AUSTIN (KXAN) — The city is seeking a $3.5 million fund transfer to help pay ballooning Austin Fire Department overtime, and the financial maneuvering has council members asking city management for more details that can explain the costs.
There are “a lot of unanswered basic questions with respect to overtime and AFD,” said City Council Member Alison Alter at a city council meeting Thursday. “[City Council Member Jimmy] Flannigan had questions that were put into the Q and A that were not yet answered, and I’ve had several questions that I’ve been asking for weeks that have not yet been answered.”
A KXAN investigation published Monday revealed the city of Austin racked up a total of $64 million in overtime in fiscal year 2015 and $71 million last year — an 11 percent increase from year to year.
The police and fire department were chief among city departments in terms of overtime pay. From October 2014 through mid-April of this year, AFD has tallied nearly 1 million hours of overtime, according to city payroll records and department budgets requested through the Texas Public Information Act.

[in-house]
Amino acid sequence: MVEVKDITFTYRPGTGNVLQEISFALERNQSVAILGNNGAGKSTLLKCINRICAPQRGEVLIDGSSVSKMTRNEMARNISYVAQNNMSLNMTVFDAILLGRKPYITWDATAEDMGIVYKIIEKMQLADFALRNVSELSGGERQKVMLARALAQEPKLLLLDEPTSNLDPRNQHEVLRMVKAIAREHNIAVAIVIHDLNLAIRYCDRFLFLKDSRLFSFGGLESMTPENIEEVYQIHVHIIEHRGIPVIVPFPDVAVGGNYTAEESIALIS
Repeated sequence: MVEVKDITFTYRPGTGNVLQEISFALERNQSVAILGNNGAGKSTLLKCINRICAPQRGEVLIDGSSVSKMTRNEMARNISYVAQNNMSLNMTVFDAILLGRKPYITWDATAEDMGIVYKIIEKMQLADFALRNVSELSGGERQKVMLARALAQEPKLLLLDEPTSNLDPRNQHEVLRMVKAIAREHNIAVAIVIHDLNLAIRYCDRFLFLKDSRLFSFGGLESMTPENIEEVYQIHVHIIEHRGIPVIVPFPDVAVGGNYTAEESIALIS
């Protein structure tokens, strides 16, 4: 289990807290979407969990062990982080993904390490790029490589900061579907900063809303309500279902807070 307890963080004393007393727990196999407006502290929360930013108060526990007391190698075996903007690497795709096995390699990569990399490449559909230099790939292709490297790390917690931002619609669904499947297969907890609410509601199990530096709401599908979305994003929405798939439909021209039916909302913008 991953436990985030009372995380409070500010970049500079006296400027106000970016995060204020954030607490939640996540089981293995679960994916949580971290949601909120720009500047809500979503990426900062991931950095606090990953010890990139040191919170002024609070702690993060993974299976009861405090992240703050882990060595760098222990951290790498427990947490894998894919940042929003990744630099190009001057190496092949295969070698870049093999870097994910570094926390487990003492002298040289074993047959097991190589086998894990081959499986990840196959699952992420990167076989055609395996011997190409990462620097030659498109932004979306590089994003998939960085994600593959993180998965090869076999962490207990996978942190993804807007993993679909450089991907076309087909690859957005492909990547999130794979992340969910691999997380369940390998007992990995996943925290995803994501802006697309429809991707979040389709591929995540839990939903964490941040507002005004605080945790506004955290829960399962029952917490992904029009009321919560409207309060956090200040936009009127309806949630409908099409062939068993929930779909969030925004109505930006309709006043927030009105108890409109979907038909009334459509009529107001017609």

KXAN also found five city employees, including four from the police department, more than doubled their salaries with overtime pay last year.
On Thursday’s agenda, city council was set to vote on an ordinance that would transfer $3.5 million from the budget stabilization reserve fund to the general fund to pay for AFD overtime.
“There is a normal amount of overtime that a city the size of Austin has to have, and this year the fire department is going to go over how much was allocated through that budget,” Alter said. “They need to have this budget amendment so that they have the authority to make that payment.”
Prior to Thursday’s meeting, Flannigan posed questions to city management about AFD overtime. He asked, how many AFD overtime hours this year have been triggered by using leave time in the same pay period as overtime, and what percentage of firefighters have used leave and overtime in the same pay period?
The city said it does not have readily available data, and it will take until next week to formulate those answers.
In an April interview, an AFD leader acknowledged the department’s high overtime and attributed it to recruitment struggles, mass retirement, and the structure of a union contract, among other issues.
APD said its overtime is due to court appearances, staffing events and officers working late on daily duties, among other things.